Mia finally returned our call on June 17, 2008 after a fourth message was left for her dating back to June 11th. When Mia spoke to my wife she explained that they were having difficulty locating the stroller at one of the stores and were unable to provide us with a new item. Mia Beasley also told my wife “to Google the item and try and find it at another store”. I, at this point, was very upset with the lack of customer support and urgency to get this matter resolved by Mia Beasley. I called her back and left a message expressing my unhappiness with the results thus far, and threatened to go above her to another manager, director, or directly to the CEO. I expressed an interest in getting the matter resolved within twenty four hours. Mia angrily returned my call stating that she was “very disturbed by my message”. I guess she was disturbed by the fact that I wanted to get the matter resolved and I was threatening to go above her authority to get it done. I was at wits end with the process by this point. I then told Mia that she should not have made my wife and I a promise that she couldn’t keep. Mia then claimed that she had never told us that she would replace our purchase with a new stroller and also claimed that she never told my wife or I that they would eat the cost difference.

At this point I was quite aggravated with Mia and the customer service, or lack thereof, that I had received. Not only was Mia totally reversing what she had said, but now she was calling my wife and I liars. I then told Mia that I was going to have to take this above her to her manager and possibly the CEO of Neiman Marcus. Mia then told me that she didn’t care and that I could take it to whomever I needed to.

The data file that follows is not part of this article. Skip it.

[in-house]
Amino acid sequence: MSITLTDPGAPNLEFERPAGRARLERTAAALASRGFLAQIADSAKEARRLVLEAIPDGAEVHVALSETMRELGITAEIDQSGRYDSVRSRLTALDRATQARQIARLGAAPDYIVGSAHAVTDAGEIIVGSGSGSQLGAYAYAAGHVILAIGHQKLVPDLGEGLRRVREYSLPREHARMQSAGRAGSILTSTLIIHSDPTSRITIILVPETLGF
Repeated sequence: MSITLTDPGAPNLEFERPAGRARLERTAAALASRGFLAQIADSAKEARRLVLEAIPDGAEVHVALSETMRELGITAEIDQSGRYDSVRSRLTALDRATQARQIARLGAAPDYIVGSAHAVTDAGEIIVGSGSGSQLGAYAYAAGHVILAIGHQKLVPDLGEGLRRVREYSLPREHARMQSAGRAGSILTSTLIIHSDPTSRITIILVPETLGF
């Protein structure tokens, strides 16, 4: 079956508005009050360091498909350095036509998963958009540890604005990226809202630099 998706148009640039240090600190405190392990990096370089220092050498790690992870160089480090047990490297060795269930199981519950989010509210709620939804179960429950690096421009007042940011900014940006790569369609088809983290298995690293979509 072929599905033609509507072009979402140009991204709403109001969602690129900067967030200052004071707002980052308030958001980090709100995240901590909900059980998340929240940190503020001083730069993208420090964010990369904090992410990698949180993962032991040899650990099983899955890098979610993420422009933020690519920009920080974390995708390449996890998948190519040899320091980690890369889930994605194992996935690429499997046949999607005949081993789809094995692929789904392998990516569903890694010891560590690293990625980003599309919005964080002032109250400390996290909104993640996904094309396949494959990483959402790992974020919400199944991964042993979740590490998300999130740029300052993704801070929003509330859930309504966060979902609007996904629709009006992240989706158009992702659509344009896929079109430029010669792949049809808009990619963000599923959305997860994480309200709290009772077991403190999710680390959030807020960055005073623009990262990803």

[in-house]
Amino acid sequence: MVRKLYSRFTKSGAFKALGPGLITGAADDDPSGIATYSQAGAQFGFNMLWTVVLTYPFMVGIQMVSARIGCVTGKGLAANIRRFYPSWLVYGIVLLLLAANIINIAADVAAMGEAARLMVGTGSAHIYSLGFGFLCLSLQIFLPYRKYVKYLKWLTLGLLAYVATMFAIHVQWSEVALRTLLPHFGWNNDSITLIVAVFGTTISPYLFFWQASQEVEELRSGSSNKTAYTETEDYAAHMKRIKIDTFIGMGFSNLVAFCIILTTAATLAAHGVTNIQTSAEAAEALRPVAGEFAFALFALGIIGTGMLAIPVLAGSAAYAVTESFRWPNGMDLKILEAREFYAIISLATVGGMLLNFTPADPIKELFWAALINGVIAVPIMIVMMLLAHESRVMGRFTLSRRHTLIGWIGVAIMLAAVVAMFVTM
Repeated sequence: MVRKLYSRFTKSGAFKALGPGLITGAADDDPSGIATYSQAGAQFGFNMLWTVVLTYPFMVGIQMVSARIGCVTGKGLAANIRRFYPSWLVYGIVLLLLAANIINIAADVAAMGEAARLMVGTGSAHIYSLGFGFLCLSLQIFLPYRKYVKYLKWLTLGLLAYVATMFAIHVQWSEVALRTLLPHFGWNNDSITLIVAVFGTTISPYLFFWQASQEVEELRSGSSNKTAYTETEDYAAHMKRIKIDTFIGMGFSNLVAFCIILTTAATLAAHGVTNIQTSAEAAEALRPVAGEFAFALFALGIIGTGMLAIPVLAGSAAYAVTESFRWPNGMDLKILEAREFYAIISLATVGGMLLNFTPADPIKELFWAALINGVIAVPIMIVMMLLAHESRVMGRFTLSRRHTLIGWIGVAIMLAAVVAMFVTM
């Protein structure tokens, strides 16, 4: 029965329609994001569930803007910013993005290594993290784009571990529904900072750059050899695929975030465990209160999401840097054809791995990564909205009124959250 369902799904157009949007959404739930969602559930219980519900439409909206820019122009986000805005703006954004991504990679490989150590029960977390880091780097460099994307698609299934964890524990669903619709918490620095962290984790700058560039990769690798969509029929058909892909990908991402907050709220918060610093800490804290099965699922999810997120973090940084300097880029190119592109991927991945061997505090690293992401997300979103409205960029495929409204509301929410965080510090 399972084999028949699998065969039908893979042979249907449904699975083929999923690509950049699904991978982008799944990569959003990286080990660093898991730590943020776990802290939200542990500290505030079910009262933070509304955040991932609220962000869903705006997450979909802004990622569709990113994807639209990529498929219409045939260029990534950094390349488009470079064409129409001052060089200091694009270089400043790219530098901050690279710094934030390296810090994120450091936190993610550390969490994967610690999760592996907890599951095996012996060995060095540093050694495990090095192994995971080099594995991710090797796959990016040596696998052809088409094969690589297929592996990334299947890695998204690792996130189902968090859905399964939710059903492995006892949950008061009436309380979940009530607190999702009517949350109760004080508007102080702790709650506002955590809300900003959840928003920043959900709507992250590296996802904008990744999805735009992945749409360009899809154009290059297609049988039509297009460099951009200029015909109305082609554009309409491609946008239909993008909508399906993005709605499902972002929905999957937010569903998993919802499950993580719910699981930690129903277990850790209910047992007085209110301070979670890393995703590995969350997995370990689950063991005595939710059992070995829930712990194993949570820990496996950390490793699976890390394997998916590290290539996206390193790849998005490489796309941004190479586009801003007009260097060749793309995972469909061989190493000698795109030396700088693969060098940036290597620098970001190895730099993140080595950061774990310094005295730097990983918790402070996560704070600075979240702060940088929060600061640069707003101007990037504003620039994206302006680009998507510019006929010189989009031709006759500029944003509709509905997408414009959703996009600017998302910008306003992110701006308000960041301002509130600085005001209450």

On June 17th at 5:00 pm EST, I gave it one more shot. I called Mia’s manager Maggie Barker and left a message to call me back immediately regarding this situation. I still haven’t heard back from Maggie as of the date of this letter. Not exactly the world class customer service I expected from Neiman Marcus.

You will be happy to know that my wife and I did get our Bugaboo Stroller for $700, only $18 more than what we would have paid at Neiman Marcus. The difference was a lot less aggravation and a positive experience. It was purchased from an unknown company called They might not have the world class name that Neiman Marcus possesses but the customer service and the product was delivered in a world class manner. We received the item only twenty four hours after placing the order. The product was new, in its original packaging, and the shipping was free. I hope that Neiman Marcus is proud of the fact that they were outclassed by an online start-up company. I feel as if Neiman Marcus owes my wife and I some sort of apology. I am not sure, however, that anything can change the experience that cost your company this purchase, and may have cost Neiman Marcus customers for life.



(Photo: Getty)